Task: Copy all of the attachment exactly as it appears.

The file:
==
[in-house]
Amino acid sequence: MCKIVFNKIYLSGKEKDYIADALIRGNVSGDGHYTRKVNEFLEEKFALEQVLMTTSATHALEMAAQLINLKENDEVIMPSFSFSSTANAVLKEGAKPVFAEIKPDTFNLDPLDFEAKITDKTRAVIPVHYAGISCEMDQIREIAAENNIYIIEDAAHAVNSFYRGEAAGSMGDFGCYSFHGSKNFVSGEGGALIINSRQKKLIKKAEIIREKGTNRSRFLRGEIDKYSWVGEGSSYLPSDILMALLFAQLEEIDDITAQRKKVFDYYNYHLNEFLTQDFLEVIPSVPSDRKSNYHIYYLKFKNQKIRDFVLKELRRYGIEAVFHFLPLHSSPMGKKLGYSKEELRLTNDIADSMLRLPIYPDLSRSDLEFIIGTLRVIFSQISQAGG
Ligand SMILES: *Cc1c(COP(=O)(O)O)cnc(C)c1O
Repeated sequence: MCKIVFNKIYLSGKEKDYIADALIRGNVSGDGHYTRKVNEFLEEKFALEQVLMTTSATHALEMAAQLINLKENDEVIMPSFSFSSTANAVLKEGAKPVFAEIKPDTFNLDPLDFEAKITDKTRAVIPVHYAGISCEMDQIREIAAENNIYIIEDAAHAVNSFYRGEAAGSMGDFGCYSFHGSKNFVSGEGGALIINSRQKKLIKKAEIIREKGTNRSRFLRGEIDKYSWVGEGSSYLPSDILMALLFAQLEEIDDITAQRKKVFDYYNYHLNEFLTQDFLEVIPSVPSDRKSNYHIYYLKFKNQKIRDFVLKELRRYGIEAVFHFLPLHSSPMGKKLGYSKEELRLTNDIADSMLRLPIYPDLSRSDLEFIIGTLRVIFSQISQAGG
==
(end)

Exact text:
[in-house]
Amino acid sequence: MCKIVFNKIYLSGKEKDYIADALIRGNVSGDGHYTRKVNEFLEEKFALEQVLMTTSATHALEMAAQLINLKENDEVIMPSFSFSSTANAVLKEGAKPVFAEIKPDTFNLDPLDFEAKITDKTRAVIPVHYAGISCEMDQIREIAAENNIYIIEDAAHAVNSFYRGEAAGSMGDFGCYSFHGSKNFVSGEGGALIINSRQKKLIKKAEIIREKGTNRSRFLRGEIDKYSWVGEGSSYLPSDILMALLFAQLEEIDDITAQRKKVFDYYNYHLNEFLTQDFLEVIPSVPSDRKSNYHIYYLKFKNQKIRDFVLKELRRYGIEAVFHFLPLHSSPMGKKLGYSKEELRLTNDIADSMLRLPIYPDLSRSDLEFIIGTLRVIFSQISQAGG
Ligand SMILES: *Cc1c(COP(=O)(O)O)cnc(C)c1O
Repeated sequence: MCKIVFNKIYLSGKEKDYIADALIRGNVSGDGHYTRKVNEFLEEKFALEQVLMTTSATHALEMAAQLINLKENDEVIMPSFSFSSTANAVLKEGAKPVFAEIKPDTFNLDPLDFEAKITDKTRAVIPVHYAGISCEMDQIREIAAENNIYIIEDAAHAVNSFYRGEAAGSMGDFGCYSFHGSKNFVSGEGGALIINSRQKKLIKKAEIIREKGTNRSRFLRGEIDKYSWVGEGSSYLPSDILMALLFAQLEEIDDITAQRKKVFDYYNYHLNEFLTQDFLEVIPSVPSDRKSNYHIYYLKFKNQKIRDFVLKELRRYGIEAVFHFLPLHSSPMGKKLGYSKEELRLTNDIADSMLRLPIYPDLSRSDLEFIIGTLRVIFSQISQAGG